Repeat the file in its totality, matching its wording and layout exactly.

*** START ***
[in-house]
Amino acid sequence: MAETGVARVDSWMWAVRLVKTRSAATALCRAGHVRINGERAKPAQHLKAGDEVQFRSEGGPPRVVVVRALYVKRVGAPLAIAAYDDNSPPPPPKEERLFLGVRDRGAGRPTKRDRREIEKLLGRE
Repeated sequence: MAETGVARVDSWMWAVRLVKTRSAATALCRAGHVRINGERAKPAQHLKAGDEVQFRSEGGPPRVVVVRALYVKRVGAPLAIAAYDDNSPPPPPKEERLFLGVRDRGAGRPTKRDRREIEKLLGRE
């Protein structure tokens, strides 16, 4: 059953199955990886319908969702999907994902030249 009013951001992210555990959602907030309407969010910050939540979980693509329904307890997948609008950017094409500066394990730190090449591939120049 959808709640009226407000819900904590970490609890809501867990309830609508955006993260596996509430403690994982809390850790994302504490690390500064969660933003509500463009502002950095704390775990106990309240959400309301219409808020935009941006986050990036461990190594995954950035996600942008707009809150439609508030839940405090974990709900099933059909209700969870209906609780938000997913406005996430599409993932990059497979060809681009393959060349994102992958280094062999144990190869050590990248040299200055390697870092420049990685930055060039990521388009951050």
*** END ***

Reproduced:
[in-house]
Amino acid sequence: MAETGVARVDSWMWAVRLVKTRSAATALCRAGHVRINGERAKPAQHLKAGDEVQFRSEGGPPRVVVVRALYVKRVGAPLAIAAYDDNSPPPPPKEERLFLGVRDRGAGRPTKRDRREIEKLLGRE
Repeated sequence: MAETGVARVDSWMWAVRLVKTRSAATALCRAGHVRINGERAKPAQHLKAGDEVQFRSEGGPPRVVVVRALYVKRVGAPLAIAAYDDNSPPPPPKEERLFLGVRDRGAGRPTKRDRREIEKLLGRE
């Protein structure tokens, strides 16, 4: 059953199955990886319908969702999907994902030249 009013951001992210555990959602907030309407969010910050939540979980693509329904307890997948609008950017094409500066394990730190090449591939120049 959808709640009226407000819900904590970490609890809501867990309830609508955006993260596996509430403690994982809390850790994302504490690390500064969660933003509500463009502002950095704390775990106990309240959400309301219409808020935009941006986050990036461990190594995954950035996600942008707009809150439609508030839940405090974990709900099933059909209700969870209906609780938000997913406005996430599409993932990059497979060809681009393959060349994102992958280094062999144990190869050590990248040299200055390697870092420049990685930055060039990521388009951050």